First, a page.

Of all the introductions to Malcolm X few are as succinct and accessible as Antony Hamilton's new Rebel's Guide. He brilliantly covers the Civil Rights era, showing how Malcolm X's life was intertwined with the changes that were taking place. From Malcolm's early life in a poor black ghetto, where he experienced the violence of the racist state, to the growing Civil Rights movement which exposed the limitations of those who saw change coming from the US state itself, this book expertly captures the political changes that Malcolm went through as he first joined, then broke with the Nation of Islam.
There is no doubt that Malcolm's membership of the Nation of Islam was a key part of his life. But Hamilton shows how Malcolm's revolutionary politics led first to a break with the NOI and then, in the few months he had left before his assassination, a rapid development in his revolutionary ideas.
Central to this were his trips abroad, in particular his experiences of the anti-colonial and pan-African movements that were shaking Western Colonial rule in Africa and elsewhere. Despite the limits of these travels - Hamilton points out that "[Malcolm] was always in the company of national leaders or royalty and separated from ordinary people. His various speeches and addresses were to academics in universities or governments" - Malcolm was exposed to new united movements that brought together many different people. This helped challenge his black-separatism, at the same time as fuelling his belief in the revolutionary transformation of society.
I hadn't realised the extent to which, in this period, the US left had helped with this. Malcolm frequently spoke on platforms with socialists and trade unionists, though it seems his understanding of socialism was shaped mostly by the idea of strong state ownership.
Swept up in a victorious atmosphere of African nationalism, Malcolm was propelled towards seeing socialism as the key to freeing Black people. He stated that 'you can't have capitalism without racism' and those who opposed racism and capitalism were usually socialists. However, the socialism which was promoted in the newly independent nations was a convenient way to describe their alliances with the Soviet Union in opposition to US imperialism... This guided Malcolm's idea of socialism and gave greater attention to the actions of new governments rather than to the heroic struggles of the working class.Nevertheless, towards the end of his life, Malcolm was clearly moving in a more direction that was even more threatening to the US state. One of the great strengths of this book is that it shows how individuals like Malcolm X were shaped by the period they were in, and were constantly changing. Hamilton points out,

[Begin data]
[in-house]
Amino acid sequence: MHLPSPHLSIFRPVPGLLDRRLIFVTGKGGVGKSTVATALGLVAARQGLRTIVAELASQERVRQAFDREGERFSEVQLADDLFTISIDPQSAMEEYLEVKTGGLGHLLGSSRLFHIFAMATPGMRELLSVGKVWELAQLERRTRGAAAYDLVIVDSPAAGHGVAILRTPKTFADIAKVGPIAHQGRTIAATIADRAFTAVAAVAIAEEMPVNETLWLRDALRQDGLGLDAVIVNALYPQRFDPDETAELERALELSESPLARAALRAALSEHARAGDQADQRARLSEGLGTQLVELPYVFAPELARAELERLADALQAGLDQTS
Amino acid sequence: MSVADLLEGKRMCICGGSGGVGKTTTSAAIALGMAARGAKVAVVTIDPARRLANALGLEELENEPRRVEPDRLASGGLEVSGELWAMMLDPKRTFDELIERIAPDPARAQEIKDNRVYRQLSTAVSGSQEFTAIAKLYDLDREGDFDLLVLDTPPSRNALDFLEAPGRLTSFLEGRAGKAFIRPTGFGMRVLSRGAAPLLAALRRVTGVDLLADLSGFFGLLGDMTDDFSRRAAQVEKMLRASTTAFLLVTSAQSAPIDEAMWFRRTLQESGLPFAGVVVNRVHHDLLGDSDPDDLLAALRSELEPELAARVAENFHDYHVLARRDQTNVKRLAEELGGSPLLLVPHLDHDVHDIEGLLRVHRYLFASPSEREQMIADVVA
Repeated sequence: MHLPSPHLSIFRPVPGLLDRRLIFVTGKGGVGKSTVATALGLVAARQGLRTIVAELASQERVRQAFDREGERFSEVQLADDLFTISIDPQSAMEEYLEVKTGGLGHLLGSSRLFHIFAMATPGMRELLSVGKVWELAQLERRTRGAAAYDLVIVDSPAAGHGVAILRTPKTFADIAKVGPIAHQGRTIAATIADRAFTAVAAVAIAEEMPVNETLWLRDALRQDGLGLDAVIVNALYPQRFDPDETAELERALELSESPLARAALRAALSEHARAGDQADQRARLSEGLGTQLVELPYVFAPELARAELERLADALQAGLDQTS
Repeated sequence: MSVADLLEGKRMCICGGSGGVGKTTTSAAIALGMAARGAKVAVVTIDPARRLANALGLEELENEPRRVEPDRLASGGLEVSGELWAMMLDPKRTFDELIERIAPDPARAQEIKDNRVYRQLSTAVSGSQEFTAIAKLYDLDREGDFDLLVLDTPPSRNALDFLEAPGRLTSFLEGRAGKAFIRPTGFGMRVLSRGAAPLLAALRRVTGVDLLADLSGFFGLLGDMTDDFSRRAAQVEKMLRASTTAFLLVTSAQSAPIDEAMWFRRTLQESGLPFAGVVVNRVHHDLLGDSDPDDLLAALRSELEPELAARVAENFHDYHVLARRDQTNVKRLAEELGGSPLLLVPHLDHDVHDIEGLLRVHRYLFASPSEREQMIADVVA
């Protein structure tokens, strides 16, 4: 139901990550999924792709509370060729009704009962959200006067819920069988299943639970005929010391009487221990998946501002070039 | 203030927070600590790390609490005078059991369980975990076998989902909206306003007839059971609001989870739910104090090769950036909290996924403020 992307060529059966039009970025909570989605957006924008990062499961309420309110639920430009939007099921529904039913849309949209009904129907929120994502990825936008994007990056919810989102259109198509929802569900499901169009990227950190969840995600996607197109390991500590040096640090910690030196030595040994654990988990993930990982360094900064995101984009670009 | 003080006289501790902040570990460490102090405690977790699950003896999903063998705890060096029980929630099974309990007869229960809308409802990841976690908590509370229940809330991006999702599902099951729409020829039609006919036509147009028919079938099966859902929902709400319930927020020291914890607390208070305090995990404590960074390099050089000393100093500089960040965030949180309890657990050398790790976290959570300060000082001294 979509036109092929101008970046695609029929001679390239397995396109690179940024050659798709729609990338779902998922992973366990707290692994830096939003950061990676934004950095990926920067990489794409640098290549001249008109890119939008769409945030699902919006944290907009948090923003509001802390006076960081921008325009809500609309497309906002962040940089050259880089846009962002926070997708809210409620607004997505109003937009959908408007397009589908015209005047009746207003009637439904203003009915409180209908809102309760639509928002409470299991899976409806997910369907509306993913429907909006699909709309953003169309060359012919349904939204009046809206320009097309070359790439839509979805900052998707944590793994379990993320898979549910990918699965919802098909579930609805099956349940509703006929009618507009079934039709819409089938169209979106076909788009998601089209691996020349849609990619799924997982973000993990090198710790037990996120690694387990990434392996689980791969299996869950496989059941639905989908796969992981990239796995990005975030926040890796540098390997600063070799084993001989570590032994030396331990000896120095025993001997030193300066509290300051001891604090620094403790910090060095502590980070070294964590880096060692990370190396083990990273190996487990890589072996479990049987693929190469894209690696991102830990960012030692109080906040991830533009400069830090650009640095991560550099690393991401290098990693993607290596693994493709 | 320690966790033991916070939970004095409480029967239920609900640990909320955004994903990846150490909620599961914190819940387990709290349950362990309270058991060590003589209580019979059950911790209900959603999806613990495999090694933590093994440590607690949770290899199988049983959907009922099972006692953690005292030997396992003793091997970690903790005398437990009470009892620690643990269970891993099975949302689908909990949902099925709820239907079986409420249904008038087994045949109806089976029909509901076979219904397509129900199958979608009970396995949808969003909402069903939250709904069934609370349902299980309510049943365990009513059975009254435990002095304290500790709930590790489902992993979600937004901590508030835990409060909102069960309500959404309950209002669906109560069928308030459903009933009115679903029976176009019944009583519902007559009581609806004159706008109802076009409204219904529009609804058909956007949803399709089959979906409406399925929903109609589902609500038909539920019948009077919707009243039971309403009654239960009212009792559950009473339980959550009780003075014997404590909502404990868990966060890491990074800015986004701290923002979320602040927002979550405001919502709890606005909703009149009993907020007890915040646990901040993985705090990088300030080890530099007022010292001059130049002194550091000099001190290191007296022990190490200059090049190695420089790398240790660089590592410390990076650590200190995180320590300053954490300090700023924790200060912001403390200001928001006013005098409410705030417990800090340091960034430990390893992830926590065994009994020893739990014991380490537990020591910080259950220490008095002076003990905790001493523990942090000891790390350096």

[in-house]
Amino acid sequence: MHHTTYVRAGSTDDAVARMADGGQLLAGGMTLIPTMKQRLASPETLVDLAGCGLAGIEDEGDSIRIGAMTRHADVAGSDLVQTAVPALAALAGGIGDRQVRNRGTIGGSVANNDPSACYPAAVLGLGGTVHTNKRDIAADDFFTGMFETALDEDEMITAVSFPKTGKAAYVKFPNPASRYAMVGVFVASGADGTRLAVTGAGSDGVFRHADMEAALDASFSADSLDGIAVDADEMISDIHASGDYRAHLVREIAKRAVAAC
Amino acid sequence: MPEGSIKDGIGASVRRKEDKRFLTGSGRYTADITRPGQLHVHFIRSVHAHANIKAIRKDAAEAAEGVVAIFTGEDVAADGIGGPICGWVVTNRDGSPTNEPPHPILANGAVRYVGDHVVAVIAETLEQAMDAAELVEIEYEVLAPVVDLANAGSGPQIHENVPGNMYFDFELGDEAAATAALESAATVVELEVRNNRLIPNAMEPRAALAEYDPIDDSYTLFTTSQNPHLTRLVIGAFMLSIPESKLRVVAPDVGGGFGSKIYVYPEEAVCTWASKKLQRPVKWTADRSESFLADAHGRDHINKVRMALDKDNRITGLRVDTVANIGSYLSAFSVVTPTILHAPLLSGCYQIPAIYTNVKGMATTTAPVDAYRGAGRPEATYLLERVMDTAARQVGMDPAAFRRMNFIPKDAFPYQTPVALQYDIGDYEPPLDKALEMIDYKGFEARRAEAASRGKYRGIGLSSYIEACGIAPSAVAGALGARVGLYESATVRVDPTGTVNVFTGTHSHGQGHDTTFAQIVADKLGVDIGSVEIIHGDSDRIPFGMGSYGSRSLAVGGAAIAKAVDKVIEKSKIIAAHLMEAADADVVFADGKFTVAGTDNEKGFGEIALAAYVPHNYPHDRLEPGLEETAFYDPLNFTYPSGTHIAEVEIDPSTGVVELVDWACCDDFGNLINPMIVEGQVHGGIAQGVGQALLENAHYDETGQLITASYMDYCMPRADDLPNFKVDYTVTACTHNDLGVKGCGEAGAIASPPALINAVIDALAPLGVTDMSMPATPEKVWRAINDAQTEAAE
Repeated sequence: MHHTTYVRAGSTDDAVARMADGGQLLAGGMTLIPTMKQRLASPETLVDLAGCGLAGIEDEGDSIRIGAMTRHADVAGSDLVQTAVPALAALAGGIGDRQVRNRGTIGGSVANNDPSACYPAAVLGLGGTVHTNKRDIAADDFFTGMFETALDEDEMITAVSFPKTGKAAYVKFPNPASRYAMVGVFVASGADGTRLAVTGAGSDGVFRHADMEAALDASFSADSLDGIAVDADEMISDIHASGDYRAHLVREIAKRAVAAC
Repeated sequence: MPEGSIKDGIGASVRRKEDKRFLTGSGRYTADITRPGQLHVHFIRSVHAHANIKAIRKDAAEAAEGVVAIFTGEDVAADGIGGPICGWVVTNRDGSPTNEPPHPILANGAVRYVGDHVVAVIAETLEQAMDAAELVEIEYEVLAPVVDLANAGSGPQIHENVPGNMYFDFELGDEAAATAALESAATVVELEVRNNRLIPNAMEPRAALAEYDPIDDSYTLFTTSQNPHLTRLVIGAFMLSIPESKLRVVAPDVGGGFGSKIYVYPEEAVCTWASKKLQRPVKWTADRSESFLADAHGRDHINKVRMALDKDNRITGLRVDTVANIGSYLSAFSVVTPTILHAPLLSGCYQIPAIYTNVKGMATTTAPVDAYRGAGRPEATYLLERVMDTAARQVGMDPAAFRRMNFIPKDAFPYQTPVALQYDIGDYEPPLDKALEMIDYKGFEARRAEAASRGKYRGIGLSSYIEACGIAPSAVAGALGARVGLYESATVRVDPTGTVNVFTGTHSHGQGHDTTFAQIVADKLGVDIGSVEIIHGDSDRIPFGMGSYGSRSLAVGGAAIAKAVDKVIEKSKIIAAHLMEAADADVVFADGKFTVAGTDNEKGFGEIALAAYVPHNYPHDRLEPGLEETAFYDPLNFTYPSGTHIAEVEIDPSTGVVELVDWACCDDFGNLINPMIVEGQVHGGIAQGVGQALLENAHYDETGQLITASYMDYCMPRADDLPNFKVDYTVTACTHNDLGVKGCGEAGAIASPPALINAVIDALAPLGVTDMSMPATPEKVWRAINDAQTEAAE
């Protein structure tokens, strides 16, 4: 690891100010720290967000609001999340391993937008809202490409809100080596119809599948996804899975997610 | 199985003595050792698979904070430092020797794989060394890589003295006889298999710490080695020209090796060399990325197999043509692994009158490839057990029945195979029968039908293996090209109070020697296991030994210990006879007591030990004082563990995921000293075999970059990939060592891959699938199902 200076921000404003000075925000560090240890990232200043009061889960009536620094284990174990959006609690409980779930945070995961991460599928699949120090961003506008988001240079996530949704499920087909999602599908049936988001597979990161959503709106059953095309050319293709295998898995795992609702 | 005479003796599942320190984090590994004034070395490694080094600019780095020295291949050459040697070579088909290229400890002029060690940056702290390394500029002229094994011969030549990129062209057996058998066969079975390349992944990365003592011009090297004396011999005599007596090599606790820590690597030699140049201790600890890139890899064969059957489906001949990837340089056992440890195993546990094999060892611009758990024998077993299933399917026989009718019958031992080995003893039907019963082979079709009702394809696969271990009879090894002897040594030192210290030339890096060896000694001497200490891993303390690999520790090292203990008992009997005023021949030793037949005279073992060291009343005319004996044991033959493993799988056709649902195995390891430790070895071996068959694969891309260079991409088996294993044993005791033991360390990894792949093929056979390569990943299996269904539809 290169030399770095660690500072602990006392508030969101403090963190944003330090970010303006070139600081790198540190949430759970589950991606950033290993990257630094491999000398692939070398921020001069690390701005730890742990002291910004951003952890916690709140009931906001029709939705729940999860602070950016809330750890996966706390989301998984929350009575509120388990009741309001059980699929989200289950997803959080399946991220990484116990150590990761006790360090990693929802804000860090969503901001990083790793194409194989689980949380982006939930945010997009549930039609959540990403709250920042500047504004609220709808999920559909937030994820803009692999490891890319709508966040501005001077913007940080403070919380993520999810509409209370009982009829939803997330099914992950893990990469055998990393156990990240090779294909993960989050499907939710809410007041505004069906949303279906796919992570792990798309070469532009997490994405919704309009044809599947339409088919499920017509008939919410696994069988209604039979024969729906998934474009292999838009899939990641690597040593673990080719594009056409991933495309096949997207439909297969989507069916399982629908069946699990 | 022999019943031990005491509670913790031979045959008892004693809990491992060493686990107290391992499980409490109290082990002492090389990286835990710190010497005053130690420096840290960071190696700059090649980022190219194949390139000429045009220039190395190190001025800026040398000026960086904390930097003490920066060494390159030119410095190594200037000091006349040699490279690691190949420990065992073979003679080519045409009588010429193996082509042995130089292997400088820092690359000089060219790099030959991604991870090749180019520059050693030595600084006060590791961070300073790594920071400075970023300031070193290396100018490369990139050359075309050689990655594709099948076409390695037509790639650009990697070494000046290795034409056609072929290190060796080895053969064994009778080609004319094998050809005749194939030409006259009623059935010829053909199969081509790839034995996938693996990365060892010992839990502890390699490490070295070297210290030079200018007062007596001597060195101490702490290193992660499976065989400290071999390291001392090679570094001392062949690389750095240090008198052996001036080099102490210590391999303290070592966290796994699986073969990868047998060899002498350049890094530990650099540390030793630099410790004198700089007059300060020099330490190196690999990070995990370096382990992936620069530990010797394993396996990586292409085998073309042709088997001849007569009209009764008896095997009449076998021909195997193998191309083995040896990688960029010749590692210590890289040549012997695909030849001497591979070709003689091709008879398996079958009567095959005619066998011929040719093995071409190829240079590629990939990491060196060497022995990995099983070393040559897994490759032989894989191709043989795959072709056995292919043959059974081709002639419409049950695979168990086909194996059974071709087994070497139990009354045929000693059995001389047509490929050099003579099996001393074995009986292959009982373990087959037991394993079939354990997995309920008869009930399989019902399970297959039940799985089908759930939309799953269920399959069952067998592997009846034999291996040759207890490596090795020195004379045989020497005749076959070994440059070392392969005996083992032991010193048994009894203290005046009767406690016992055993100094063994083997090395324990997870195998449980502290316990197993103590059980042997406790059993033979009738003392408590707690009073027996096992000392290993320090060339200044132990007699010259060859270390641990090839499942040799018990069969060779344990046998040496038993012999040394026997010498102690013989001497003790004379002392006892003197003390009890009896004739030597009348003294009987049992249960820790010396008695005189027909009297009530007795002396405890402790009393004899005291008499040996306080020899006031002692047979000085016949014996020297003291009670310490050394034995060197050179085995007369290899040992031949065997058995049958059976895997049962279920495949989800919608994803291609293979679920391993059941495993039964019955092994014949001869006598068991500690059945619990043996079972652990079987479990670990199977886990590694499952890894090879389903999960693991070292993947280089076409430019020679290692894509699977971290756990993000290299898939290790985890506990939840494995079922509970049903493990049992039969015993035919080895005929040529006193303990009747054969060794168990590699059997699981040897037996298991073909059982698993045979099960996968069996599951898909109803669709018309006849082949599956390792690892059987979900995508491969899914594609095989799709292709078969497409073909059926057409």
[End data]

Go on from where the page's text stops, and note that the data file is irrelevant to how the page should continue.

There is a common tendency to place Malcolm X and Martin Luther King Jnr in opposition to each other, one violent an the other peaceful. But this is too simplistic a view. Neither was static. The tactics and determination of both King and Malcolm were necessary components of the movement and both changed depending on the circumstances.Had Malcolm X lived he would have continued to play a central role in the struggle against racism, but also one that linked this closely to the fight against capitalism, the system that breeds racism. As such his ideas and his life are very important to the struggles today, and this little book is a wonderful introduction to these.
Younge - The Speech
Richardson (ed) - Say It Loud! Marxism and the Fight Against Racism
Fryer - Staying Power
Reviews of other Rebel's Guides
Mitchell - A Rebel's Guide to James Connolly
Brown - A Rebel's Guide to Eleanor MarxCampbell - A Rebel's Guide to Rosa Luxemburg
Orr - Sexism and the System; A Rebel's Guide to Women's Liberation
Choonara - A Rebel's Guide to Trotsky
Bambery - A Rebel's Guide to Gramsci
Birchall - A Rebel's Guide to Lenin
Gonzalez - A Rebel's Guide to Marx